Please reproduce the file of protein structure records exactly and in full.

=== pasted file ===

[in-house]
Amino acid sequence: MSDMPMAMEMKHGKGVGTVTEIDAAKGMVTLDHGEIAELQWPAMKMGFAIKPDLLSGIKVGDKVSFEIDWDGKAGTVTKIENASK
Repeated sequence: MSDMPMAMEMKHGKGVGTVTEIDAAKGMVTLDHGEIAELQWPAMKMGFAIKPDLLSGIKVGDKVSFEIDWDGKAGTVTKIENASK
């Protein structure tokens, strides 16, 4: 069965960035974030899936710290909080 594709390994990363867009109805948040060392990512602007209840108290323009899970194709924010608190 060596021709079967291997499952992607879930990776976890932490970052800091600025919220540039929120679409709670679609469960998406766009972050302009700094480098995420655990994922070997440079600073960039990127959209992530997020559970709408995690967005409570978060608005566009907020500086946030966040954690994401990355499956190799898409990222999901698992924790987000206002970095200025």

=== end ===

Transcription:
[in-house]
Amino acid sequence: MSDMPMAMEMKHGKGVGTVTEIDAAKGMVTLDHGEIAELQWPAMKMGFAIKPDLLSGIKVGDKVSFEIDWDGKAGTVTKIENASK
Repeated sequence: MSDMPMAMEMKHGKGVGTVTEIDAAKGMVTLDHGEIAELQWPAMKMGFAIKPDLLSGIKVGDKVSFEIDWDGKAGTVTKIENASK
């Protein structure tokens, strides 16, 4: 069965960035974030899936710290909080 594709390994990363867009109805948040060392990512602007209840108290323009899970194709924010608190 060596021709079967291997499952992607879930990776976890932490970052800091600025919220540039929120679409709670679609469960998406766009972050302009700094480098995420655990994922070997440079600073960039990127959209992530997020559970709408995690967005409570978060608005566009907020500086946030966040954690994401990355499956190799898409990222999901698992924790987000206002970095200025």